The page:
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Three-day forecast

October 02, 2003

POP MUSIC

Wild bill at El Rey

After the Raveonettes' 2002 mini-album "Whip It On" helped drive the movement of wildly passionate, blues-based duos such as the Kills, the Black Keys, Mr. Airplane Man, et al., the Danish team of Sune Rose Wagner and Sharin Foo have come roaring back with a biker-flick homage full-length album, "Chain Gang of Love." They're appearing at the El Rey with second-billed Stellastarr, an underrated band working elements of the neo-new-wave that has made college radio faves of folks such as Interpol. This wild bill's opener, Kittens for Christian, taps elements of both screamo and noise bands.

Raveonettes, Stellastarr, Kittens for Christian, El Rey Theatre, 5515 Wilshire Blvd., L.A. Today, 8 p.m. $17.50. (323) 936-4790.

ART

Buddhist exhibitions

Two of the Southland's museums face east with exhibitions that explore Buddhist art. The Los Angeles County Museum of Art features "The Circle of Bliss: Buddhist Meditational Art" -- sculptures and paintings dedicated to the Buddhist deity Vajravarahi. Following the theme, "From the Verandah: Art, Buddhism, Presence" -- an experimental exhibition and the product of collaboration between the UCLA Fowler Museum, the UCLA Hammer Museum and the Japanese American Cultural and Community Center at the Fowler -- is designed to evoke Buddhist concepts of heightened awareness. The installation features the work of artists Wolfgang Laib and Hirokazu Kosaka.

For The Record
Los Angeles Times Thursday October 02, 2003 Home Edition Main News Part A Page 2 National Desk 1 inches; 50 words Type of Material: Correction
Presidential speech -- In some copies of today's Calendar Weekend, a Three-Day Forecast art item on "American Originals: Treasures from the National Archives" incorrectly referred to an unused speech on the imperiled Apollo 11 mission as having been written for John F. Kennedy. The speech was written for Richard Nixon.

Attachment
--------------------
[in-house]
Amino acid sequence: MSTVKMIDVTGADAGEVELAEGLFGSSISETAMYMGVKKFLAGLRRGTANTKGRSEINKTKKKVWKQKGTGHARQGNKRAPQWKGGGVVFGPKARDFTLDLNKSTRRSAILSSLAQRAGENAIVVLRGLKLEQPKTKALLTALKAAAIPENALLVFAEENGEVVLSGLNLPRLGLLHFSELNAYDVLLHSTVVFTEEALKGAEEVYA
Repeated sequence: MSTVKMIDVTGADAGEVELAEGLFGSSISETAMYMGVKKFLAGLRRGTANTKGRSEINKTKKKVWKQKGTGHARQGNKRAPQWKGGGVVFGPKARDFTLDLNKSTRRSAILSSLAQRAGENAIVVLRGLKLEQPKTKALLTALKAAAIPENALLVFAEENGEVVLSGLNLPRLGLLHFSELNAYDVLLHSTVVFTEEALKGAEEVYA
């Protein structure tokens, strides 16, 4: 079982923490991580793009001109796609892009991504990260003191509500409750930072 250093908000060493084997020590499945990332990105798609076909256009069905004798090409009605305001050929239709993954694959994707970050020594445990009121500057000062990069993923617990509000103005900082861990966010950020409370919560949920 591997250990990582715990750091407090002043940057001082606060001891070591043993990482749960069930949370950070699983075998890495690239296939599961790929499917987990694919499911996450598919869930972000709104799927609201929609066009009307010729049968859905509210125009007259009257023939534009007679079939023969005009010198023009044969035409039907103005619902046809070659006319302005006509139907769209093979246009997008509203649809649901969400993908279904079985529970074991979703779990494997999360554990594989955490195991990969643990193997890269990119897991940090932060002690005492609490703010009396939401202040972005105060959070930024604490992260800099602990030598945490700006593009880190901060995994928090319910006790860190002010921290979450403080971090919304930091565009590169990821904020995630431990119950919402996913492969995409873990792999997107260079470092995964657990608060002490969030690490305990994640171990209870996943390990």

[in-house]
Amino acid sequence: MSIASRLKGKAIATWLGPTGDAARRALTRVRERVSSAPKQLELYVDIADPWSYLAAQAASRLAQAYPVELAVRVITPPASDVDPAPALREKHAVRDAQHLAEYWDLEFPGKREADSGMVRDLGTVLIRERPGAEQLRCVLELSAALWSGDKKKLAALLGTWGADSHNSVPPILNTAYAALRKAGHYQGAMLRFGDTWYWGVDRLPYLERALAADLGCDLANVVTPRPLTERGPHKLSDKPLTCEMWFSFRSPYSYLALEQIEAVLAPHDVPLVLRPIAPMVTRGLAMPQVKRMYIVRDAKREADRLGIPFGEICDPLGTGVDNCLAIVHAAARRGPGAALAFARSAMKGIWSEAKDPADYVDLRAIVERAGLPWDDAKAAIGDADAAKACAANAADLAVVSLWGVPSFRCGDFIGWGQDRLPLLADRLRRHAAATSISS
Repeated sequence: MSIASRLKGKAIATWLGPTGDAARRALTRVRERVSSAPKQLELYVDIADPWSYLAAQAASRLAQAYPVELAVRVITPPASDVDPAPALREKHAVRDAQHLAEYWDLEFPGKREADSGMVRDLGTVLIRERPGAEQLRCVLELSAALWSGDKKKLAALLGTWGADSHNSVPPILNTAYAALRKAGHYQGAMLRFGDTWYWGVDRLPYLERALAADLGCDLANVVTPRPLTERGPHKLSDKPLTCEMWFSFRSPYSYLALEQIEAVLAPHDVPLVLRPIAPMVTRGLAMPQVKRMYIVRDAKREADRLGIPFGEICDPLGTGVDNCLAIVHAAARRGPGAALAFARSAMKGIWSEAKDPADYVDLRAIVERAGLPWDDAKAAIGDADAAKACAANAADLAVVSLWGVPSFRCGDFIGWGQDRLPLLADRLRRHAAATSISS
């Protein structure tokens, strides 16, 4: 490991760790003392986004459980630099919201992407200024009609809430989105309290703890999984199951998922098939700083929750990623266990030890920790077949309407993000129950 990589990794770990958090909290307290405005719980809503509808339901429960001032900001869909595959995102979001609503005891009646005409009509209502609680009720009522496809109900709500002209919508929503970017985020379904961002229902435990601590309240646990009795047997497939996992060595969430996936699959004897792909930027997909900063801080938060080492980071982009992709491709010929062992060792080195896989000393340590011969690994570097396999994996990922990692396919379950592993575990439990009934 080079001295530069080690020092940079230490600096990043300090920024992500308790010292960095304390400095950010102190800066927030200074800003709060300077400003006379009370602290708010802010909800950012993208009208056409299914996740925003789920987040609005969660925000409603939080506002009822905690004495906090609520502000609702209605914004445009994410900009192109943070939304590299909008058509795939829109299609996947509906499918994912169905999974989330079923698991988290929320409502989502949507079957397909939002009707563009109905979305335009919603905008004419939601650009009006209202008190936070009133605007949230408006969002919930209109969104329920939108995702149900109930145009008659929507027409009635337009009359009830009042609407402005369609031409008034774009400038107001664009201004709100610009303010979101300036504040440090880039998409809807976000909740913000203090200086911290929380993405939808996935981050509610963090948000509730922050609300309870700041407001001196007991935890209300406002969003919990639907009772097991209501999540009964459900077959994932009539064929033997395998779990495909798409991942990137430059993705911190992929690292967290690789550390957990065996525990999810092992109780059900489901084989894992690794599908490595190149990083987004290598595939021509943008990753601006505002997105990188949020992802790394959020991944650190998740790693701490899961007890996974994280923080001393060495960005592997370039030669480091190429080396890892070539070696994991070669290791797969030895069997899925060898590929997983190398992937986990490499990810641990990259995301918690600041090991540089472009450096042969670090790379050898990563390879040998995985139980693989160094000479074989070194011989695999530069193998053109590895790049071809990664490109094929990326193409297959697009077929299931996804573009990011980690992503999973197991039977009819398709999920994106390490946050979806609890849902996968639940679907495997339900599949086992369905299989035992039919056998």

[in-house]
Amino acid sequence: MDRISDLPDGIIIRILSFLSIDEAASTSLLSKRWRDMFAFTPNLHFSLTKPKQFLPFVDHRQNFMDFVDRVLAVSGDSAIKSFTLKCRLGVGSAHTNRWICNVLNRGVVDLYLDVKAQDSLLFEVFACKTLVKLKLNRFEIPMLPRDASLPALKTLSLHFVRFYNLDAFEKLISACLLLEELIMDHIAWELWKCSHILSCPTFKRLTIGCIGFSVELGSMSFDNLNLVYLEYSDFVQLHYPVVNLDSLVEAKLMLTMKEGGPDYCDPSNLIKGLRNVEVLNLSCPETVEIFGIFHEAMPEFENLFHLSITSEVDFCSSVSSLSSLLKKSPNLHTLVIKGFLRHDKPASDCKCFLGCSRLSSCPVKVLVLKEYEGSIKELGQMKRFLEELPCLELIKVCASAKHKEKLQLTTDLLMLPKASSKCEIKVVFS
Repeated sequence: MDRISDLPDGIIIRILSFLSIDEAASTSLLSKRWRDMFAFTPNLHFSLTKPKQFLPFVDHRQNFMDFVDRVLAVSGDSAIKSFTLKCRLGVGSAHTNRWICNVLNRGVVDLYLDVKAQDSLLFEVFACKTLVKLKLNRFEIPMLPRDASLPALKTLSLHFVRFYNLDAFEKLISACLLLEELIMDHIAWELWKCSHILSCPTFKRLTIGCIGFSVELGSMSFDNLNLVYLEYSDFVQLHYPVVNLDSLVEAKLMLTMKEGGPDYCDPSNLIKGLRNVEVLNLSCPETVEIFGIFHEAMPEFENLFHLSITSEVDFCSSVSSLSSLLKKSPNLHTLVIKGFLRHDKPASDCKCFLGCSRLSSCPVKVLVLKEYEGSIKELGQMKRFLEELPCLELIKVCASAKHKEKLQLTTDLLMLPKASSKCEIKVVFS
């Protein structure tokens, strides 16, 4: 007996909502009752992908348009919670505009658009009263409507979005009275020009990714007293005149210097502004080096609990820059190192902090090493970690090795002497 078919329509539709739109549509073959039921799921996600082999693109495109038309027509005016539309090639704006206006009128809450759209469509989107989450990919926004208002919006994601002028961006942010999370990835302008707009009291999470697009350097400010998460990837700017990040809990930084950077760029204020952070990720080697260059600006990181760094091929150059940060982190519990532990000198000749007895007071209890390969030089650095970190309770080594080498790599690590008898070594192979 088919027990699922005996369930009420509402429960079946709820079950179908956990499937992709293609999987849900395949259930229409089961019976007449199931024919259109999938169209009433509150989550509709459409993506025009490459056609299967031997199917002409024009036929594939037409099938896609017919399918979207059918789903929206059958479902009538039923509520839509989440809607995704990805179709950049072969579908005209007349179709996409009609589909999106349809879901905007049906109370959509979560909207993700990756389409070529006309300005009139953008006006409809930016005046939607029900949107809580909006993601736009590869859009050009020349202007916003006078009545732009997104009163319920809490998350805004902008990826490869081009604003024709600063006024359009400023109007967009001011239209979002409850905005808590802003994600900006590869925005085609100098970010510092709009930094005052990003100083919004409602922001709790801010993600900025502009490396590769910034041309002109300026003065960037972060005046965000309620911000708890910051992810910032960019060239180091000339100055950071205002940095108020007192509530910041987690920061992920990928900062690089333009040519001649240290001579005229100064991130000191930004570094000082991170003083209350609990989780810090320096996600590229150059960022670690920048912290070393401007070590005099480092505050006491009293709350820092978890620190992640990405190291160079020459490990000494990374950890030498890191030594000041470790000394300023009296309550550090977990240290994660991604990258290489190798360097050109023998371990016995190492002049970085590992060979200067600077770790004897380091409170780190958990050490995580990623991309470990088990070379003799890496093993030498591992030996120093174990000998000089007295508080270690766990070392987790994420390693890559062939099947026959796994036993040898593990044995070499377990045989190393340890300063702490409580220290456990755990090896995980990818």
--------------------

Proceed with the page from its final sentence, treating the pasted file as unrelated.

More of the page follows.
"The Circle of Bliss: Buddhist Meditational Art," LACMA, 5905 Wilshire Blvd. Mondays and Tuesdays, noon-8 p.m.; Thursdays, noon-8 p.m.; Fridays, noon-9 p.m.; Saturdays and Sundays, 11 a.m.-8 p.m. Ends, Jan. 11; related programs end March 7. (323) 857-6000.

"From the Verandah: Art, Buddhism, Presence," UCLA Fowler Museum of Cultural Art, Sunset and Westwood boulevards, Opens Sunday. Wednesdays-Sundays, noon-5 p.m.; Thursdays, noon-8 p.m. Ends Jan. 4. (310) 825-4361.

ART

American originals

Ever wonder how America would've responded if Neil Armstrong had been stranded on the moon? The answer is included in "American Originals: Treasures From the National Archives," opening at the central branch of the Los Angeles Public Library. Included in the exhibit are 25 documents from the National Archives: the Louisiana Purchase Treaty, Benedict Arnold's letter to George Washington following his act of treason and an unused speech written for President Richard Nixon to deliver in case the Apollo 11 mission ended with the astronauts unable to return to Earth.

"American Originals: Treasures From the National Archives," Getty Gallery, Richard J. Riordan Central Library, 630 W. 5th St., L.A. Opens Saturday. Mondays-Thursdays, 10 a.m.-8 p.m.; Fridays and Saturdays, 10 a.m.-6 p.m.; Sundays, 1-5 p.m. Ends, Jan. 4. (213) 228-7000.

MOVIES

Life's train: a depot stop

It's not often that a dwarf gets to be the leading man in a movie, but veteran actor Peter Dinklage has the charisma and presence to pull it off. In writer-director Tom McCarthy's "The Station Agent," Dinklage plays a man who inherits an abandoned train depot in rural New Jersey, turns it into his home and develops some uneasy relationships with the locals. Patricia Clarkson, Bobby Cannavale and Michelle Williams costar.

"The Station Agent," rated R for language and some drug content, opens Friday exclusively at the Laemmle Sunset 5, 8000 Sunset Blvd., West Hollywood, (323) 848-3500; and the Laemmle Monica 4-Plex, 1332 2nd Street, Santa Monica, (310) 394-9741.

THEATER

Shaping cigars, lives

"Anna in the Tropics," by Nilo Cruz, won this year's Pulitzer Prize for drama and is having its West Coast premiere at South Coast Repertory. It concerns Cuban immigrants who run a small, family-owned cigar factory near Tampa, Fla., in 1929. Mechanization is threatening to displace the traditional way of rolling cigars by hand; also threatened is the old-fashioned custom of having a "lector" read classic novels out loud to help the workers pass the time. In Cruz's tale, hearing Tolstoy's "Anna Karenina" read day-by-day begins to shape the cigar-makers' lives and emotions.

"Anna in the Tropics," South Coast Repertory's Argyros Stage, 655 Town Center Drive, Costa Mesa. Opens Friday. Tuesdays-Fridays, 7:45 p.m.; Saturdays-Sundays, 2 and 7:45 p.m. Ends Oct. 25. $27-$55. (714) 708-5555.

WORDS

Hawking lecture

In a lecture titled "Godel and the End of Physics," noted physicist and author of a "A Brief History of Time" Stephen Hawking acknowledges the seminal influence of another scientist, Paul Dirac, whose work opened the field of quantum physics. Hawking posits that newer theorems built upon Dirac's work are moving humankind closer to the discovery of a complete form of the laws of nature, not unlike the laws of mathematics mapped by Kurt Godel.

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